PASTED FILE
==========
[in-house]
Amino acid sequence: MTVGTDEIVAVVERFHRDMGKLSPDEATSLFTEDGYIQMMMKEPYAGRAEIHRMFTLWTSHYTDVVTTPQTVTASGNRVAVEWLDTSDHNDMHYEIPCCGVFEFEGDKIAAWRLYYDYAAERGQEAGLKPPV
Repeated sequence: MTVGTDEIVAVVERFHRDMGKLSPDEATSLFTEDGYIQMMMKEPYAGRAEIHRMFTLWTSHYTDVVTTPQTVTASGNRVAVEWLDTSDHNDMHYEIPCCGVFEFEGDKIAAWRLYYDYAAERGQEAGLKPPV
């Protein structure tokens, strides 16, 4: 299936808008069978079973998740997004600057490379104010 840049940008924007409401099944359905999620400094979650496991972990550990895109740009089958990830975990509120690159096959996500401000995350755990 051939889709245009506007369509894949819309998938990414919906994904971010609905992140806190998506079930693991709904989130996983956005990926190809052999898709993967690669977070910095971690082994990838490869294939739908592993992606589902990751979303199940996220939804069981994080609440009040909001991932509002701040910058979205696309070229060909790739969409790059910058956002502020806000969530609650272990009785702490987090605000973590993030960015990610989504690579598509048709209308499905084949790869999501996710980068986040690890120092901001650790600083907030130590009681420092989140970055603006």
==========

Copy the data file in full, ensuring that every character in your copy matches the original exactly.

[in-house]
Amino acid sequence: MTVGTDEIVAVVERFHRDMGKLSPDEATSLFTEDGYIQMMMKEPYAGRAEIHRMFTLWTSHYTDVVTTPQTVTASGNRVAVEWLDTSDHNDMHYEIPCCGVFEFEGDKIAAWRLYYDYAAERGQEAGLKPPV
Repeated sequence: MTVGTDEIVAVVERFHRDMGKLSPDEATSLFTEDGYIQMMMKEPYAGRAEIHRMFTLWTSHYTDVVTTPQTVTASGNRVAVEWLDTSDHNDMHYEIPCCGVFEFEGDKIAAWRLYYDYAAERGQEAGLKPPV
């Protein structure tokens, strides 16, 4: 299936808008069978079973998740997004600057490379104010 840049940008924007409401099944359905999620400094979650496991972990550990895109740009089958990830975990509120690159096959996500401000995350755990 051939889709245009506007369509894949819309998938990414919906994904971010609905992140806190998506079930693991709904989130996983956005990926190809052999898709993967690669977070910095971690082994990838490869294939739908592993992606589902990751979303199940996220939804069981994080609440009040909001991932509002701040910058979205696309070229060909790739969409790059910058956002502020806000969530609650272990009785702490987090605000973590993030960015990610989504690579598509048709209308499905084949790869999501996710980068986040690890120092901001650790600083907030130590009681420092989140970055603006």